An interesting, though tragic, thing occurs when we adopt this ideology: we invert the paradigm. In other words, while we preach about how we are surrounded by the enemy, in reality, we are aggressively encircling others.
What makes this particularly egregious is that we often choose the most vulnerable and oppressed populations to viciously attack, which has sadly been a tactic used by Christians in the U.S. since the founding of the American colonies. Those people are evil (savages) and we need to liberate (eradicate) them.
The image is accurate. Unfortunately, it is Christians who are closing in on those defined as sinners.
The Apostle Paul instructs the church at Corinth regarding those who believers should never judge:
For what have I to do with judging those outside? Is it not those who are inside that you are to judge? God will judge those outside.
1 Corinthians 5:12-13
The job of the Christian is unambiguous: love God and neighbor. The clear thing to avoid is to judge “others.” Yet, Paul does call on the church to lovingly judge those within the Church, encouraging one another toward greater compassion for all through the power of the Spirit.
But it is so very easy and tempting to just blame others. We even find this deflection-onto-others method in the first sin account described in Genesis 3. Apparently a natural human tendency is to avoid self-reflection and consequently self-correction by simply condemning an-other.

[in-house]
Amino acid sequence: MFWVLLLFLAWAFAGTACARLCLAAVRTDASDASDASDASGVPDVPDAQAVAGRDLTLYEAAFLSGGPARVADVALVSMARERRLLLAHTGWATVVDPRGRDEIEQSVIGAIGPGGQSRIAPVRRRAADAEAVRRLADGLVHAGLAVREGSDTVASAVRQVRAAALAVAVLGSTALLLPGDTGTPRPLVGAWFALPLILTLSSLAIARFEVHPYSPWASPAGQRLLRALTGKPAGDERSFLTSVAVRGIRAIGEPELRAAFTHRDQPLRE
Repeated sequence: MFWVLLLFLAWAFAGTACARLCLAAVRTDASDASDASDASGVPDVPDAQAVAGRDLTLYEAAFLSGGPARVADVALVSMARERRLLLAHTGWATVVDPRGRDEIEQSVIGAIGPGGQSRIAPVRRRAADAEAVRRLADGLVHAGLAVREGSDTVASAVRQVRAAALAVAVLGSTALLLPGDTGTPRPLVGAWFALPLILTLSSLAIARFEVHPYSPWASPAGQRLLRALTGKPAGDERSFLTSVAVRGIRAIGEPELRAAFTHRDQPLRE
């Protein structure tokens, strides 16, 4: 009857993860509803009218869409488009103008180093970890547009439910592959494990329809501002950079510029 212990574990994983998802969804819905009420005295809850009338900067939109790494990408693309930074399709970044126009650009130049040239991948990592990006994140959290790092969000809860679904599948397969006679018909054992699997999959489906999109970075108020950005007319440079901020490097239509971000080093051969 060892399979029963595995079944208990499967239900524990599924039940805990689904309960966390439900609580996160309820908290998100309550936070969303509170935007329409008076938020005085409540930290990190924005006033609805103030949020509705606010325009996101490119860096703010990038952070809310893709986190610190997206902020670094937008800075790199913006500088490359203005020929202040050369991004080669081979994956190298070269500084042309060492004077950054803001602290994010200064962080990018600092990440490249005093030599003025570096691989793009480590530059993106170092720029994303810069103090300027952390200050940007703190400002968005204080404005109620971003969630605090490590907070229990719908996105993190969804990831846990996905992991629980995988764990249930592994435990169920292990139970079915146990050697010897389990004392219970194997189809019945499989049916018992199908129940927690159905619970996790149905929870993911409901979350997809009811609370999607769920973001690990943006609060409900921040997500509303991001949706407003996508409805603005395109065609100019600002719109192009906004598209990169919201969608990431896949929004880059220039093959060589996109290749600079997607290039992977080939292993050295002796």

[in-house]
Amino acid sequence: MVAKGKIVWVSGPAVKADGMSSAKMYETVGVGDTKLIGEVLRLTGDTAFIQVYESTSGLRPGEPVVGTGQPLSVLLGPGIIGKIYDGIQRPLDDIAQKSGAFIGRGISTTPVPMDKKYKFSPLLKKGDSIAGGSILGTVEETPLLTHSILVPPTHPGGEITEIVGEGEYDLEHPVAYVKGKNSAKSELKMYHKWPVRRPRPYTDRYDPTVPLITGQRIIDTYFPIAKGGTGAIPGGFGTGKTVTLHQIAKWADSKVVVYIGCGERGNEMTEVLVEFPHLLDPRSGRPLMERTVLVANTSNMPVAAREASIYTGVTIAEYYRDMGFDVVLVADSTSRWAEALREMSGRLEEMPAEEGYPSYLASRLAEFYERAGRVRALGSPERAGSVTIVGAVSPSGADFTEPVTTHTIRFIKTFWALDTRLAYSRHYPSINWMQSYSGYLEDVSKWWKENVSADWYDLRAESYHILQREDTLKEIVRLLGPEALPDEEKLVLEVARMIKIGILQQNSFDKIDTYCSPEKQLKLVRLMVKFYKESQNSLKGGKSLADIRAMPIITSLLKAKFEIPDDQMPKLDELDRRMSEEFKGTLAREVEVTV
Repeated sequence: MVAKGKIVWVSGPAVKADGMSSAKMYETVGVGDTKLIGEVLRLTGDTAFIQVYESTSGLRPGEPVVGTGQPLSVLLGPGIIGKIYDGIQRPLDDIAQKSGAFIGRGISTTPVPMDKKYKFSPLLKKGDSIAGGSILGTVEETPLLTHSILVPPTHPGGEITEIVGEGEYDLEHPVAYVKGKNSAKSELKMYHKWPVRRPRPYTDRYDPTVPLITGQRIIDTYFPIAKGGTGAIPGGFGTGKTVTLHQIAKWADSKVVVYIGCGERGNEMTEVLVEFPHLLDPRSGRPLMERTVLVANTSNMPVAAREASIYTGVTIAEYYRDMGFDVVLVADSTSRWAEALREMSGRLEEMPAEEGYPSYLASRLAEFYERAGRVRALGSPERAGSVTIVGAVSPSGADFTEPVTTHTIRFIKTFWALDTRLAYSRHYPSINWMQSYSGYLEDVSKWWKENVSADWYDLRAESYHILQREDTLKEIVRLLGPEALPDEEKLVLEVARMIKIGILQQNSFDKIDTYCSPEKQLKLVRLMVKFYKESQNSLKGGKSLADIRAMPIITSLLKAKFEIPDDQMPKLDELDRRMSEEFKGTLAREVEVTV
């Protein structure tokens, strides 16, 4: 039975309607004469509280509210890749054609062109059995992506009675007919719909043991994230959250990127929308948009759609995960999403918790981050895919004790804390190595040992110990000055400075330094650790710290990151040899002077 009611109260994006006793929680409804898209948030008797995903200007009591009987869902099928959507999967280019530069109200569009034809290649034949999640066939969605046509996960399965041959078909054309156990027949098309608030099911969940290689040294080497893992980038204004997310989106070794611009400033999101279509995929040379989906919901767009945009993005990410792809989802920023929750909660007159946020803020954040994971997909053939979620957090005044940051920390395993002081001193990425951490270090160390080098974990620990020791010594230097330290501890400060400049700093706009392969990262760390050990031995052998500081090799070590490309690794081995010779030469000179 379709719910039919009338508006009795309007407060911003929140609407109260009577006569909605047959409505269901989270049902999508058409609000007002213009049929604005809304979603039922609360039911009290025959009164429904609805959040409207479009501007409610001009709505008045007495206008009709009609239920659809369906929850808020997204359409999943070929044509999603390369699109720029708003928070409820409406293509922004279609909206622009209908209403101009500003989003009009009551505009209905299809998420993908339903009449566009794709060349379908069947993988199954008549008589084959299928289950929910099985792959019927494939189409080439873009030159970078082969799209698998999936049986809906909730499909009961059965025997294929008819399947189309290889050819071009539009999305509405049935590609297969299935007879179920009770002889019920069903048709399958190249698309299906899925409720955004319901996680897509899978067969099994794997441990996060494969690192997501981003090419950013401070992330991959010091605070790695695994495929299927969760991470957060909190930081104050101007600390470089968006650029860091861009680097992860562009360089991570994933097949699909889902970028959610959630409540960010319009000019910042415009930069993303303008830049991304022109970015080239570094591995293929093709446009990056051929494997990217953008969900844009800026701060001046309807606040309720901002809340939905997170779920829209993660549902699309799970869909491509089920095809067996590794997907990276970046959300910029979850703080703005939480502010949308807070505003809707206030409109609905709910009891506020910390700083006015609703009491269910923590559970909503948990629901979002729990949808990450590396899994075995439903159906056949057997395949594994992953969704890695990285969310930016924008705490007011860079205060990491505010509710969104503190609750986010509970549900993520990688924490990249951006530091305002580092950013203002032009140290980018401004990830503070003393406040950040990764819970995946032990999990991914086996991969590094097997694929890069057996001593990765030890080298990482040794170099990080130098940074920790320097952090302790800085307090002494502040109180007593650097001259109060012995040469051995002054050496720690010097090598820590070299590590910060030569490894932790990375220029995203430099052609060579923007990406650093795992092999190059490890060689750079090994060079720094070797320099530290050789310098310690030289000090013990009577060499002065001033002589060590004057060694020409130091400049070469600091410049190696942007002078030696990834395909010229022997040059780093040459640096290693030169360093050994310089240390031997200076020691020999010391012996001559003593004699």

But self-reflect and self-correct we must. We must allow the Spirit to convict us of our sin of condemning others for our own failures. In this case, our failure to love like Jesus.
We should remember that Paul’s letters were written to regional churches. His direct words were meant to correct and encourage believers as they sought to live out an ethic of Godly love.
In a follow-up letter to the church in Corinth, Paul adds,
Now I rejoice, not because you were grieved, but because your grief led to repentance; for you felt a godly grief, so that you were not harmed in any way by us. For godly grief produces a repentance that leads to salvation and brings no regret, but worldly grief produces death.
2 Corinthians 7:9-10
Condemning “others” is completely absent from Jesus’ life, death, and resurrection. Our fight is not against those outside the Church.
Indeed, the hope of the world is found in the unconstrained, fully embracing, controversial, provocative, offensive love of God that welcomes all exactly as they are.
The reason the Church has declined in the U.S. is not because of outside threats but rather because we have traded love for power, acceptance for condemnation, and peace for aggression. So we pray…
We repent for our sin of blaming others for our inability to love like Jesus. We repent for alienating “others.” We repent for spreading hatred. And we repent for our unwillingness to allow the Spirit to change us. We thank you, oh God, for your grace and mercy and we ask that you transform our hearts. May we be carriers of your outrageous grace, mercy, and love to the world from this point forward. Amen.
Note from the Editorial Team: Engaged Pentecostalism is a community that values open dialogue and respectful engagement from different perspectives. The views expressed above are the author's own and do not reflect those of every part of the community.